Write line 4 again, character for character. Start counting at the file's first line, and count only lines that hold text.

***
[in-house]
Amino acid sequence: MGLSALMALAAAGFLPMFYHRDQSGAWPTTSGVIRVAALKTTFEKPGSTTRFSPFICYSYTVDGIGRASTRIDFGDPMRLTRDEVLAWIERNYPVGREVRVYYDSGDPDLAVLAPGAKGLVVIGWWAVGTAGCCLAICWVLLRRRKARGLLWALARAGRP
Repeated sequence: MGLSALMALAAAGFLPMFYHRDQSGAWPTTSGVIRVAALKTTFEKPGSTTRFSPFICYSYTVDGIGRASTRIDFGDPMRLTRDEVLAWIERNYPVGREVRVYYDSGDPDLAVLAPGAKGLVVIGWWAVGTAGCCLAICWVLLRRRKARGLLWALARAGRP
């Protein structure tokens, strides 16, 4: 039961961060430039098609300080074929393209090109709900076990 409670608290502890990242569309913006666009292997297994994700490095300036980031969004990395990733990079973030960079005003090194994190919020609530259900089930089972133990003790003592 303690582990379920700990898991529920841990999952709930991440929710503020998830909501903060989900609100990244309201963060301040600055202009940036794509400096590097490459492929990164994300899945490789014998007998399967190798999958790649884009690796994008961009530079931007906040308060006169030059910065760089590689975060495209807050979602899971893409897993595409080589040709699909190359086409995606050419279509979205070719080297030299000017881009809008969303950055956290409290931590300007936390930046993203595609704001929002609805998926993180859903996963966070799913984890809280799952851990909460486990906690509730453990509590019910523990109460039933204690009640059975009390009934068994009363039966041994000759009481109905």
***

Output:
């Protein structure tokens, strides 16, 4: 039961961060430039098609300080074929393209090109709900076990 409670608290502890990242569309913006666009292997297994994700490095300036980031969004990395990733990079973030960079005003090194994190919020609530259900089930089972133990003790003592 303690582990379920700990898991529920841990999952709930991440929710503020998830909501903060989900609100990244309201963060301040600055202009940036794509400096590097490459492929990164994300899945490789014998007998399967190798999958790649884009690796994008961009530079931007906040308060006169030059910065760089590689975060495209807050979602899971893409897993595409080589040709699909190359086409995606050419279509979205070719080297030299000017881009809008969303950055956290409290931590300007936390930046993203595609704001929002609805998926993180859903996963966070799913984890809280799952851990909460486990906690509730453990509590019910523990109460039933204690009640059975009390009934068994009363039966041994000759009481109905």